Taking the stage for the first time in a year, acting students at the University of Montana are recreating a German play about the perils of greed, war and capitalism, but with a twist.
“Telling a story on the stage, that’s what I love,” the show’s director Shane Lutz said. “And I love telling stories. I love sharing stories, I mean that’s what theater really is. It gets back to our original roots as people, as a species.”
“Mother Courage and Her Children” is a musical extravaganza that makes a somber topic fun. And the introduction of film to the stage is a unique solution to the challenges of theater in the COVID-19 era. The actors are social distanced at all times and wear masks throughout the show, which works with the smoggy setting of war-torn Europe.
“If there’s a play to do during coronavirus, it’s this play 100%,” Lutz said.
This show will be the last production Lutz, a Master of Fine Arts student at the University of Montana, directs before graduation. He said it’s a beast of a play, so he was trepidatious about taking on the task of directing it. But with a lot of prep work, help from a faculty adviser and a talented cast, he pulled off something he’s proud of.
As the title implies, the musical is about a woman named Mother Courage and her children. It’s set during the Thirty Years’ War in Europe as Mother Courage drags a cart across the continent trying to make a profit amid the perilous poverty of the time. Mother Courage is constantly faced with decisions between profit, wealth and her humanity.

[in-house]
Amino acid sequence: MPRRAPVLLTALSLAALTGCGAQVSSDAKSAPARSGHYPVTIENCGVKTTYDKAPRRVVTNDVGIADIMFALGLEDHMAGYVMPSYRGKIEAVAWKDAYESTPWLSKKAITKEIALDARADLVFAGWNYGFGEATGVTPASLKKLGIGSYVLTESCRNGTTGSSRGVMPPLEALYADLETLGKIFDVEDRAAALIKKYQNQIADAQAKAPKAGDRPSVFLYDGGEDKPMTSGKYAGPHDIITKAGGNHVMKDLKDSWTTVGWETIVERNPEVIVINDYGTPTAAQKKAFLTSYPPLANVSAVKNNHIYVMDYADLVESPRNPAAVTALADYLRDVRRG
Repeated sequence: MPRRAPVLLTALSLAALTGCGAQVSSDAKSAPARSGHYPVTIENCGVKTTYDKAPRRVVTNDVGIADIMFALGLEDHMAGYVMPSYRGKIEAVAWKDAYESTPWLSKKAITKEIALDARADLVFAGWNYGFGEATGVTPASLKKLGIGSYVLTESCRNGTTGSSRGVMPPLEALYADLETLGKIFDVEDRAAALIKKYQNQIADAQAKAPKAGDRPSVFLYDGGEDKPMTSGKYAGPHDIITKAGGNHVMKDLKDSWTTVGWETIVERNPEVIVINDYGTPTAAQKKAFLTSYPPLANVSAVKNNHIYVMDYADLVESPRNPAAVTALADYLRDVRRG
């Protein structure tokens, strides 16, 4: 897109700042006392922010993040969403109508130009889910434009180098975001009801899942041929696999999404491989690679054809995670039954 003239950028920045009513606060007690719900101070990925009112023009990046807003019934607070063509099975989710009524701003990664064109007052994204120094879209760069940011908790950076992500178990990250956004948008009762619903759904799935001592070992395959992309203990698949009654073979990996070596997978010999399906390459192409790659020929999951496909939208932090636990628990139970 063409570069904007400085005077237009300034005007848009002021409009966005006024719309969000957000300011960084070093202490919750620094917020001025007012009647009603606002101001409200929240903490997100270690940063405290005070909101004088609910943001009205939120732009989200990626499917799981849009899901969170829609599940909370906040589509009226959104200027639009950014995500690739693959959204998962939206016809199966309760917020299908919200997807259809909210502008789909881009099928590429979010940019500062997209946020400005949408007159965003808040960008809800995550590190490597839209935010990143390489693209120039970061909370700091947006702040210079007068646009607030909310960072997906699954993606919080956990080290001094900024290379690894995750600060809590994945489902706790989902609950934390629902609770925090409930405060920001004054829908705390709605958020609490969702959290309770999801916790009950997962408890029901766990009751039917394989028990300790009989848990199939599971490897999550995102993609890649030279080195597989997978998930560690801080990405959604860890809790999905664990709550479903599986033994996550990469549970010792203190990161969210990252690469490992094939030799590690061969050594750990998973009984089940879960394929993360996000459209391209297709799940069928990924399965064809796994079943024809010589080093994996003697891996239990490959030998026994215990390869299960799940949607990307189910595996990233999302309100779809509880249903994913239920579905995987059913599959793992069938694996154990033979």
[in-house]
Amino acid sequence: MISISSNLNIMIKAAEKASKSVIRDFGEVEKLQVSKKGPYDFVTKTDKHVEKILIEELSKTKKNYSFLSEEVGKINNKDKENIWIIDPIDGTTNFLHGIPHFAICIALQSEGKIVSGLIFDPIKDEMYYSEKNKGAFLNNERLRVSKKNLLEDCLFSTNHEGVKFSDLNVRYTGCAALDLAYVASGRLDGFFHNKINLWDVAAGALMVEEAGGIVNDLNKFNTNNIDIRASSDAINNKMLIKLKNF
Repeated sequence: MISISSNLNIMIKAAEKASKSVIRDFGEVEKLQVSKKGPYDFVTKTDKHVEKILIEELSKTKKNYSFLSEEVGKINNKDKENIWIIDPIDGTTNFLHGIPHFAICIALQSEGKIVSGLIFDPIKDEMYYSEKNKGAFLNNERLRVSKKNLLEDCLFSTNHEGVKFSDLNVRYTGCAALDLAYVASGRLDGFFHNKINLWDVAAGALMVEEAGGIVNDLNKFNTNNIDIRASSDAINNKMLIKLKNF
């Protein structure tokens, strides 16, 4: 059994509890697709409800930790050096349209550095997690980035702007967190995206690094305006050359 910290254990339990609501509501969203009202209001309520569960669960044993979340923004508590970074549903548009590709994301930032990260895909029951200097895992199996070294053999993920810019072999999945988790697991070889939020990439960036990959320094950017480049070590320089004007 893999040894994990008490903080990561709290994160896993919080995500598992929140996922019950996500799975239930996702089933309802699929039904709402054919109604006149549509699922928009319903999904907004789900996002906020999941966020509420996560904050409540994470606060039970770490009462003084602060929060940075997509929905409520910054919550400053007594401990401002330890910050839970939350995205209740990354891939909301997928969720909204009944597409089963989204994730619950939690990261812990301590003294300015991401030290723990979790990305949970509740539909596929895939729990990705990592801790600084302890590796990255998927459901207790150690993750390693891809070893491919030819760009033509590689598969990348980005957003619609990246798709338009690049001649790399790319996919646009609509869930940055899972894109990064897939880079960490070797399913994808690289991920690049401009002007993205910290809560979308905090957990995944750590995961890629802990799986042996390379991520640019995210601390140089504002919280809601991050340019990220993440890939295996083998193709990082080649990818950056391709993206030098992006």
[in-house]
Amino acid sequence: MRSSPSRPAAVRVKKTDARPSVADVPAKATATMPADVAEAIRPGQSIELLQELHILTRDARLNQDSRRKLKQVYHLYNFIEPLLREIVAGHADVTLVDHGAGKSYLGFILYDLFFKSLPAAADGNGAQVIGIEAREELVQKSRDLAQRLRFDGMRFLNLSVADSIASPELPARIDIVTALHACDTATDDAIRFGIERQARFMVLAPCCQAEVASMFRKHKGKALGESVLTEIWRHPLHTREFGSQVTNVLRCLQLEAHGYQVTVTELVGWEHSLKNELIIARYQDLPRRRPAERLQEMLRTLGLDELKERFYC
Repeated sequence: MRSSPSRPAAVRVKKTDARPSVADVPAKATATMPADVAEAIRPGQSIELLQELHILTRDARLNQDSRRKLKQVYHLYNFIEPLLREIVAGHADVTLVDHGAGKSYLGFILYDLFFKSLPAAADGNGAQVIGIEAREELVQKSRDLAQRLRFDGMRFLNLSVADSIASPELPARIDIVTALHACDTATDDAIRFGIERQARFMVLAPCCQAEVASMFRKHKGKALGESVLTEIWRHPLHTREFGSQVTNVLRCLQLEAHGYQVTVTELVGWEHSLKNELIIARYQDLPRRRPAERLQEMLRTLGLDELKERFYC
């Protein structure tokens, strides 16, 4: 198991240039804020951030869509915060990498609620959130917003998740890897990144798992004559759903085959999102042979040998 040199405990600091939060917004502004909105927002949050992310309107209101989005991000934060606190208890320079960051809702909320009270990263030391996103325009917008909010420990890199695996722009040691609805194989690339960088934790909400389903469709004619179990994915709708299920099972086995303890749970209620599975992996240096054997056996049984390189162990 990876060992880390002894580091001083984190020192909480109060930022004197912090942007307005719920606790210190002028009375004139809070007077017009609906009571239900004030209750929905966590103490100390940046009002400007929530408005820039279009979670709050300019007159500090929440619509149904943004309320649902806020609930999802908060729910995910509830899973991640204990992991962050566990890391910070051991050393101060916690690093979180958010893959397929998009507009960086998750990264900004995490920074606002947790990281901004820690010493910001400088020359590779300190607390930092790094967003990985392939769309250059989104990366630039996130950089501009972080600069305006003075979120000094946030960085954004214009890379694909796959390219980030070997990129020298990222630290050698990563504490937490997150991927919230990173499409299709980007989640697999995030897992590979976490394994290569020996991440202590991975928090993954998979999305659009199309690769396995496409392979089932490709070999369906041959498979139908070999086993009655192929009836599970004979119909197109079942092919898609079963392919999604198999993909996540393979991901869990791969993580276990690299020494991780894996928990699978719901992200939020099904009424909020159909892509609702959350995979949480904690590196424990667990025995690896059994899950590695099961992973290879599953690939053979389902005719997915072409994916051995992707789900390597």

Lutz explained that the show follows unextraordinary characters, like a cook and a prostitute, living lives the best they can during unimaginable circumstances. It’s commentary on the way war twists humanity and the role capitalism plays into that. But it’s also fun. There are musical numbers and humorous storytelling.
“You can reach people with comedy much easier than you can reach people with serious conversations about political issues, especially in 2021,” Lutz said. “I think even though these conversations are so important, we need to talk about them, a lot of us are exhausted of having these conversations and theater like this allows us to talk about it in a way that we’re not used to.”
Lutz said there are musical numbers with pink flashing lights and people in feather boas where they’re talking about war and death. It’s an ironic thought-provoking sort of entertainment.